From the TUC

Housing: #Budget2015 spins “signs of normalisation”

18 Mar 2015, by in Society & Welfare

“There continue to be signs of normalisation in the housing market” says the government (Budget Report 2015, 915, para 124). With home ownership in retreat, rents rising and 1.3 million on the social housing waiting lists, the situation seems much more like an entrenched crisis than normalisation.

The government has made some claims about housing getting back on track. Let’s look at them in turn and fill in the bad news that the government has left unsaid. They say: 

“with indicators suggesting continued increases in house building and moderating house price growth. Housing starts were up 10% in England in 2014 and house prices grew by 9.8% in the year to December 2014, down from 12.1% in the year to September 2014”

We say on house building: housing starts in England did indeed increase in 2014, but they only recovered to 75% of volume of houses built in 2007, just before the credit crunch (183,600 starts in England in 2007, compared to 137,020 in 2014 – DCLG housing statistics, live table 214). Furthermore, there are signs that the recovery faded during 2014, with only 24,990 starts in the 4th quarter – 9.8% less than in the final quarter of 2013 and less than half of the comparable figure for 2007.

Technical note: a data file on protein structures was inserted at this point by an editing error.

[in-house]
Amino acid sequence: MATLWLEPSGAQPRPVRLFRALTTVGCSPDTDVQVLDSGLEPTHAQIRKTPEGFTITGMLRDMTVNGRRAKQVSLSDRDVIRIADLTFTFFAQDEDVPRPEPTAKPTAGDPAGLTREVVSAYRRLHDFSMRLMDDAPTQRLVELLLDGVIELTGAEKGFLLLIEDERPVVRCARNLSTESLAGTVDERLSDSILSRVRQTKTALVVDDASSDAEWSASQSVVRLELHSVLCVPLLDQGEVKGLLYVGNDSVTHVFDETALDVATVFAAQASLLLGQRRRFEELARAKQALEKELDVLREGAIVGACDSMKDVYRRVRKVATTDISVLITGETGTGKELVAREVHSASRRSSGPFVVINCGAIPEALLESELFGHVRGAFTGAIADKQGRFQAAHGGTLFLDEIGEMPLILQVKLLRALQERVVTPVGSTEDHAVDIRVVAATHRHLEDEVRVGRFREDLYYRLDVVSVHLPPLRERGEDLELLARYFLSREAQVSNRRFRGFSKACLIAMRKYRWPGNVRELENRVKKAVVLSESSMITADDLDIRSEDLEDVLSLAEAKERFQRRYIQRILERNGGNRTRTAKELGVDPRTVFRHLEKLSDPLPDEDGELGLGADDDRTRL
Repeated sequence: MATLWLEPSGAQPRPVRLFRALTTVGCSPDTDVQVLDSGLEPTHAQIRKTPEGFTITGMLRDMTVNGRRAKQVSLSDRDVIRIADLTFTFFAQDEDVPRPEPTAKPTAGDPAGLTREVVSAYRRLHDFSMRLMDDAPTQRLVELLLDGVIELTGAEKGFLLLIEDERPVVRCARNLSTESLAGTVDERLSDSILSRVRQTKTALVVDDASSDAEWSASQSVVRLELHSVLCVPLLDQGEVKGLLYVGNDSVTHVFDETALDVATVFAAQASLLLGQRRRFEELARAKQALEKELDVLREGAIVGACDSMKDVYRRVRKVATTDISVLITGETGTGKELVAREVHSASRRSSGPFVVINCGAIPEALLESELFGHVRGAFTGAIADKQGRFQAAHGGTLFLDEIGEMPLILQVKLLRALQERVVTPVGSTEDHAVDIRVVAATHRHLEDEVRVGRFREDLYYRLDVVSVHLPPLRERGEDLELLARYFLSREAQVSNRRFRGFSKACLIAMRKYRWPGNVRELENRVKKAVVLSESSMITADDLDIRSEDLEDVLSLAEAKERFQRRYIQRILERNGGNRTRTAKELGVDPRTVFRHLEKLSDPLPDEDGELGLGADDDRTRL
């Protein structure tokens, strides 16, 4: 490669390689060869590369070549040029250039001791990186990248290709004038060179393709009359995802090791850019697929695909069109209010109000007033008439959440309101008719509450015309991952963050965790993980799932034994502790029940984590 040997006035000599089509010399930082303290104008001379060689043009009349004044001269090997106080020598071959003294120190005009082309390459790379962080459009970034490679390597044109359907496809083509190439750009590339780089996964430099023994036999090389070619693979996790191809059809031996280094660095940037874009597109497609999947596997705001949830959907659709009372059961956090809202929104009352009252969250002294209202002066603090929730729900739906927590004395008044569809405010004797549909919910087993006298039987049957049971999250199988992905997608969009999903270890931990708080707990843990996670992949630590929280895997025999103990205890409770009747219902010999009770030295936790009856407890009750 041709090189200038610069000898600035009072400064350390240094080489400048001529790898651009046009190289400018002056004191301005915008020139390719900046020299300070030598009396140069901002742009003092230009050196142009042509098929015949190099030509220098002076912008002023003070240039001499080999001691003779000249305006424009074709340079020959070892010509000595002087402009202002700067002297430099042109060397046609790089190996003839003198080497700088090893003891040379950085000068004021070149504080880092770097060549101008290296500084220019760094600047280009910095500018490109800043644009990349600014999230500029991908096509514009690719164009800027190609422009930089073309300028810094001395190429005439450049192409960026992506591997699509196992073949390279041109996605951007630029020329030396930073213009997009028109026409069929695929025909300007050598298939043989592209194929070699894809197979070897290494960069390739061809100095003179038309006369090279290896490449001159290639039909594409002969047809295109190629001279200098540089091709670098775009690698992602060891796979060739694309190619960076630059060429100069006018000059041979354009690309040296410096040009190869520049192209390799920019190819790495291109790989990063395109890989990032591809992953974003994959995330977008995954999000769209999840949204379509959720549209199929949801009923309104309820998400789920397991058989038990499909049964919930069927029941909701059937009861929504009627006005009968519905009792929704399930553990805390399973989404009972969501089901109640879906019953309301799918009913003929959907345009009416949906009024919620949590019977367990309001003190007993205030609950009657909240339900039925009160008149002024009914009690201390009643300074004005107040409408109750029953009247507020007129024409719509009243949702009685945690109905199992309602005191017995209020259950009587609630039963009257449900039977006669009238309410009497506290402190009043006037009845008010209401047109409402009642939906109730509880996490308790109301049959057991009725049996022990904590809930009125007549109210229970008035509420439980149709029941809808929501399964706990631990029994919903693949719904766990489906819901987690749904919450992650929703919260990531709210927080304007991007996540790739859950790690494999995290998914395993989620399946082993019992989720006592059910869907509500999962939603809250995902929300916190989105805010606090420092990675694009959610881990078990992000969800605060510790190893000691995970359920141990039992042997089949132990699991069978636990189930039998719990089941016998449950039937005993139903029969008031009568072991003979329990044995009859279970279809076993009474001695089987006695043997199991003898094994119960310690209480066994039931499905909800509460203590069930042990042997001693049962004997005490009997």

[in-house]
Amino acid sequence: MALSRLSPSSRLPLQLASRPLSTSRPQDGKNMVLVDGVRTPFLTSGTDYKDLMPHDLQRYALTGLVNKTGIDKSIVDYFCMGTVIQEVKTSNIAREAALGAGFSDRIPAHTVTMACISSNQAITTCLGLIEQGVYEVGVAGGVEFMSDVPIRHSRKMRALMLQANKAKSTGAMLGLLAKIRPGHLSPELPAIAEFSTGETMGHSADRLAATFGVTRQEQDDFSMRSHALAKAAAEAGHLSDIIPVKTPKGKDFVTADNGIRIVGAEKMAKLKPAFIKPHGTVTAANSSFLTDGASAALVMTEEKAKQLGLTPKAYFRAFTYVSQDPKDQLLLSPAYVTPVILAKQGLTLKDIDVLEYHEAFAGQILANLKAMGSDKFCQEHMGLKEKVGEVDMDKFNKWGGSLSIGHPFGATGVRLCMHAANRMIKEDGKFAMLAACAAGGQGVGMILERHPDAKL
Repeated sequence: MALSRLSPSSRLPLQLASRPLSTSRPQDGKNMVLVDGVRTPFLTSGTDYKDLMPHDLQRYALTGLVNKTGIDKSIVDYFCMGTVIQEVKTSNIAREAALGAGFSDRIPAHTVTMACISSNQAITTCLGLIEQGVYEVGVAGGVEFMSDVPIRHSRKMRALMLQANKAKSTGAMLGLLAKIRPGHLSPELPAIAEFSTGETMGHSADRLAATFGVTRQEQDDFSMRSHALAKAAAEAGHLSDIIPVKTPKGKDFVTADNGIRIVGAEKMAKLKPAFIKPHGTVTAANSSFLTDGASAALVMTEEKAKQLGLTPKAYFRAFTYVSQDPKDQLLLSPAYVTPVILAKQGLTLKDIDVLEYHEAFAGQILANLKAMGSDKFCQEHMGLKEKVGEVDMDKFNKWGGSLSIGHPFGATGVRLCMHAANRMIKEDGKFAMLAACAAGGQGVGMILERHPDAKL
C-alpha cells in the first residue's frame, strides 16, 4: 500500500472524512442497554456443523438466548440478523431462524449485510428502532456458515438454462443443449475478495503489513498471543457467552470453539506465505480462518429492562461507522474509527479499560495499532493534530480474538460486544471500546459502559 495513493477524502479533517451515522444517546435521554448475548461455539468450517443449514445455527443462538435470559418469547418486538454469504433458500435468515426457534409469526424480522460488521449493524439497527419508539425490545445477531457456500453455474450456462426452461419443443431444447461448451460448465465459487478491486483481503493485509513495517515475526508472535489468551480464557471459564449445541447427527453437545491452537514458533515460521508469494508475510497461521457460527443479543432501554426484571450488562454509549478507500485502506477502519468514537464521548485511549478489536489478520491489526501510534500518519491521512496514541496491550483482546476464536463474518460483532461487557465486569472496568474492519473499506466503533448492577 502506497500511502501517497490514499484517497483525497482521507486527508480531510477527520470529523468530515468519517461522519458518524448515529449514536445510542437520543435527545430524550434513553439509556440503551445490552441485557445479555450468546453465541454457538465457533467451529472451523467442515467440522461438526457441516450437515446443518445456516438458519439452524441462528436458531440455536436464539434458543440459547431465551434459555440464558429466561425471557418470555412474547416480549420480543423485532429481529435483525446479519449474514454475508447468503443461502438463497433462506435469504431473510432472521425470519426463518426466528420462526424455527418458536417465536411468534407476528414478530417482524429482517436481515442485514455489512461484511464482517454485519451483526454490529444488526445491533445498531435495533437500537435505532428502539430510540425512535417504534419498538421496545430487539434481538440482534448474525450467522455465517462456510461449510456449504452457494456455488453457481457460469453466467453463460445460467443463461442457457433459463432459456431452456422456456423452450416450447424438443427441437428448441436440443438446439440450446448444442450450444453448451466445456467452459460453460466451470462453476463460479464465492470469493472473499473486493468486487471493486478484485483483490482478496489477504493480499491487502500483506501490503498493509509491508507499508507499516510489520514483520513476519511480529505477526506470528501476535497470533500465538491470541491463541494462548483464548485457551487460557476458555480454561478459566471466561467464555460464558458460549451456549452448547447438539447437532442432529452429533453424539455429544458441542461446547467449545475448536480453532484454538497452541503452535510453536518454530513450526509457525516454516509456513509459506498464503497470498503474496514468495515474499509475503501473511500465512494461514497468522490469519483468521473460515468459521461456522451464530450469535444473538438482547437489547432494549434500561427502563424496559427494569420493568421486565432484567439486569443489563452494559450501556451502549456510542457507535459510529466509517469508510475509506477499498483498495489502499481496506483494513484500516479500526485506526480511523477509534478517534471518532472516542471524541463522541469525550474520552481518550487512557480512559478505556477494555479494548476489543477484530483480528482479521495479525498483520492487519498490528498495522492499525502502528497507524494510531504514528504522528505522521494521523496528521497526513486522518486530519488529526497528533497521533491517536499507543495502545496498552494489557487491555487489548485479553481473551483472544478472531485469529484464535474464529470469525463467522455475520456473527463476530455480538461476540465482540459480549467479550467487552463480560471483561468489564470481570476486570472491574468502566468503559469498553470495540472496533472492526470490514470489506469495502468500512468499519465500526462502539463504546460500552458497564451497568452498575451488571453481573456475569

We say on house prices: Average earnings increased by 2.1% in 2014 (ONS table EARN01). House prices grew by more than 4 times as much as earnings during the year. Homes are still becoming steadily less affordable. They say:

“Effective mortgage rates fell to 2.8% in January 2015, the lowest rate on record.Lower effective mortgage rates should make it easier to service a mortgage and support housing demand.”

We say: mortgage rates are indeed low, but rising prices and excessive deposits are driving customers away. The Council of Mortgage Lenders published new figures yesterday showing that the number of mortgages approved was declining. Only buy-to let mortgages bucked the trend, increasing by 6% over the last year. The private rented sector is growing whilst home ownership has declined by about a quarter of a million since 2010.

Loans for home-owner house purchase and remortgage:

  Number of house purchase loans Value of house purchase loans, £m Number of remortgage loans Value of remortgage loans, £m
January 2015 4″1,400 7,000 25,600 4,100
Change from December 2014 -25.5% -24.7% 15.3% 20.6%
Change from Jan 2014 -15.5% -12.5% -11.7% -4.7%

Source: CML 17 March 2015

Sadly, we have to conclude that the budget report has spun the news on housing. The unvarnished truth is that housing has a long way to go to get back to pre-crisis levels, and even in the boom there was a housing shortage in the UK.

The budget has thus proved to be a wasted opportunity. the next government will need to plan to build many more houses of all types of tenure, including social housing. My estimate is that that at least 250,000 per year will be needed. This will be a real challenge, but its one that government  will need to address if we are to be a healthy, happy and prosperous country.    

2 Responses to Housing: #Budget2015 spins “signs of normalisation”

  1. David A. Evans​​
    Mar 19th 2015, 6:53 pm

    Good points well made! Thanks Paul!

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    Mar 19th 2015, 8:34 pm

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